We walked her home, following winding streets that I as grown woman would feel unsafe to pass through alone. There, we learned that everything Asiye had said was true. Her family lived in a single room, and she worked selling tissues almost every night until 2 or 3 a.m., before returning home by herself.
Asiye’s is one of the most visible child labour stories in Turkey, and many inhabitants in Istanbul will have a similar tale to tell you, but stories are not always enough for good advocacy.
For that you need organizations. But 375 of these have been shut down recently, including Gündem Çocuk, which specialized in advocacy and providing legal services and consultations to vulnerable children. Child labour and the resulting murder of children in workplace accidents was one of its main concerns. However, under the ongoing state of emergency imposed by the government, its doors are now closed.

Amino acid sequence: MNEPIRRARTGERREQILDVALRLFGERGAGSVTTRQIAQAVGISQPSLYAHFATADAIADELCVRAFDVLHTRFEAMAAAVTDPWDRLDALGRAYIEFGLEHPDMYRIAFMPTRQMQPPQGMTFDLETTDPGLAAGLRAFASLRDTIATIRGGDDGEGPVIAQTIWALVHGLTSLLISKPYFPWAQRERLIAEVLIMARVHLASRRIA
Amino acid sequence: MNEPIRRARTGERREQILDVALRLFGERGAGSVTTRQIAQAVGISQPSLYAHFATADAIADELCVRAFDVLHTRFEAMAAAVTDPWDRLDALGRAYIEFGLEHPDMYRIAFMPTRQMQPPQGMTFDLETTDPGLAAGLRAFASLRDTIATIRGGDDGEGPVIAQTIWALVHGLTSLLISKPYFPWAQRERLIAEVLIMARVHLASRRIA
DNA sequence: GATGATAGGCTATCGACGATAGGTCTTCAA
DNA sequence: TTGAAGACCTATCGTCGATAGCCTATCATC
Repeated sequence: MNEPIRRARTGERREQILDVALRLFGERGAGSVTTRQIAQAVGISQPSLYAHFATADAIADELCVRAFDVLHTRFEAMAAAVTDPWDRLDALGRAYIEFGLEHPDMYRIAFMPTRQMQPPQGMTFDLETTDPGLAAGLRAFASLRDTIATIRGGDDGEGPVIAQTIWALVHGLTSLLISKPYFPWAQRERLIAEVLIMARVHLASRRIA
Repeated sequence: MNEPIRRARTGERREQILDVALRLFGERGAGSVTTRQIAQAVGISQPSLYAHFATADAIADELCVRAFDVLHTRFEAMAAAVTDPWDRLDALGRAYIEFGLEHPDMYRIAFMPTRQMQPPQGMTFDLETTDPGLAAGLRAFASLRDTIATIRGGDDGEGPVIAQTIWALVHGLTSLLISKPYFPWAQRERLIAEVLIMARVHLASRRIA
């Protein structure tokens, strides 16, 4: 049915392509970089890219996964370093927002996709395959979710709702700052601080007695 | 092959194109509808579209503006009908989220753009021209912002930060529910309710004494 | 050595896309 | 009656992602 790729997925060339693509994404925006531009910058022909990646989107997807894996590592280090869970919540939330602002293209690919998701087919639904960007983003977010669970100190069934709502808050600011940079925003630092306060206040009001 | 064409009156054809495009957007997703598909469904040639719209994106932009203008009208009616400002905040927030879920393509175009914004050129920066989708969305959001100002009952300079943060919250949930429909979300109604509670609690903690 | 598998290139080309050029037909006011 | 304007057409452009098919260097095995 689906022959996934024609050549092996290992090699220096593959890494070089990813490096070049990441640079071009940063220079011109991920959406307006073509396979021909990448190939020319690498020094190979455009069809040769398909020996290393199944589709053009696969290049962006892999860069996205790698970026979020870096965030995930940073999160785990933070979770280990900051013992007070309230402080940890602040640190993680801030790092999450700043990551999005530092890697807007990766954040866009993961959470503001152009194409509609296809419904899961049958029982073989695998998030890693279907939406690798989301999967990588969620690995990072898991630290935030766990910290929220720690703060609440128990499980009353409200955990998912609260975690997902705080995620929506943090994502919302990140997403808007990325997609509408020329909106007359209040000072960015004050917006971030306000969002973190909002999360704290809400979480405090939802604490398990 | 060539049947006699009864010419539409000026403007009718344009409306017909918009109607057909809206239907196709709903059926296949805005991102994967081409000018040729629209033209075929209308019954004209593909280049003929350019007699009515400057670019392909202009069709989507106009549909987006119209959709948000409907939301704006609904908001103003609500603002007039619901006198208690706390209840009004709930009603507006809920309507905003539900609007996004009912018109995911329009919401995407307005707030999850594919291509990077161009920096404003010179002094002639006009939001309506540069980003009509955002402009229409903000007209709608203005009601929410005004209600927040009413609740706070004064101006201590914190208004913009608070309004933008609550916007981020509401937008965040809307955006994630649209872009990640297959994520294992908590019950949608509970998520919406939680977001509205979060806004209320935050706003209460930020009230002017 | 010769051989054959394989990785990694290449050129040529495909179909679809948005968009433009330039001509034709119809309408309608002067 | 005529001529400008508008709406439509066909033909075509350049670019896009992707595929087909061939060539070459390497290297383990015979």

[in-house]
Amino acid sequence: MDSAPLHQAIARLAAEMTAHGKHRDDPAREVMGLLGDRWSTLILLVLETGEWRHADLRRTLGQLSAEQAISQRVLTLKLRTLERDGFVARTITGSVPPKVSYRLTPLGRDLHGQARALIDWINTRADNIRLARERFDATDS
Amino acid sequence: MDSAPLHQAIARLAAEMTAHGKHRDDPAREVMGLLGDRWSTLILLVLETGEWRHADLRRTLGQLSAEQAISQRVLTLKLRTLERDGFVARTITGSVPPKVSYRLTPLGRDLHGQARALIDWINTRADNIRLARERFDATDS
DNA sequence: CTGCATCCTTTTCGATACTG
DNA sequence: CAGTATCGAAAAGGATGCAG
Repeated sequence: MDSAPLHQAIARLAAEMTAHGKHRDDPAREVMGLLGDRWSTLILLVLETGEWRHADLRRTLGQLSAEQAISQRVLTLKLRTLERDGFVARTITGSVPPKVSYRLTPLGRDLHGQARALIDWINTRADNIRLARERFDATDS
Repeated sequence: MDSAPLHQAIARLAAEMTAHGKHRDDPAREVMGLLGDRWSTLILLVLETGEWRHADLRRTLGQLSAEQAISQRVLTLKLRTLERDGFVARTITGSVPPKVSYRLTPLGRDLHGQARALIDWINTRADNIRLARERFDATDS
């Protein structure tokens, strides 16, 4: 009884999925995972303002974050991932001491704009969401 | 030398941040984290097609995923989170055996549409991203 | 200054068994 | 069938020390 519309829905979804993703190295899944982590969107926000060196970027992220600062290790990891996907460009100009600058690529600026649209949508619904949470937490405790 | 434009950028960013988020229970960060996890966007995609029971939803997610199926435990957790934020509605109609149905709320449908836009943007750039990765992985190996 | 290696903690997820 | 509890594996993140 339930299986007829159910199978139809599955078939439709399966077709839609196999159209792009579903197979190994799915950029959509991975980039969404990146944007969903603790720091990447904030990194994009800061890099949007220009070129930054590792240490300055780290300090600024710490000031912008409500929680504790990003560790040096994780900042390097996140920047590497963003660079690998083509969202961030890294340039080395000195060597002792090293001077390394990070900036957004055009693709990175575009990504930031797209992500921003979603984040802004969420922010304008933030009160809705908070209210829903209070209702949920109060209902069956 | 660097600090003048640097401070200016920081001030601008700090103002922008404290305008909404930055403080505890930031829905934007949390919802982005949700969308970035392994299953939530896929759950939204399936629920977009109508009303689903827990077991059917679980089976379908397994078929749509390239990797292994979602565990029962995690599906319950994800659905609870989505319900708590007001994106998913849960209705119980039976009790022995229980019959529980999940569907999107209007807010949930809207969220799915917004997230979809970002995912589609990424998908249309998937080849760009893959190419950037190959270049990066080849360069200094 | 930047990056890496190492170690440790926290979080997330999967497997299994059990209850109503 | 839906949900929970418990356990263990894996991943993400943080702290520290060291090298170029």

In times like these, when NGOs can be shut down as easily as closing a window, and activists are arrested faster than they can type, cold hard numbers are an advocacy worker’s best friend. Thus, for the safety of this writer and the integrity of the information presented, it is through numbers that child labour must be discussed.
The Turkish Statistical Institute (TSI), a government research body, investigates child labour every four years. The latest figures from 2012 conservatively estimated that there were nearly one million child labourers in Turkey. To put that number in context, there are 81 cities in the country, and only 20 have a population larger than one million. Thus, according to the 2012 statistics, there are more children employed illegally than the populations of 61 cities in Turkey.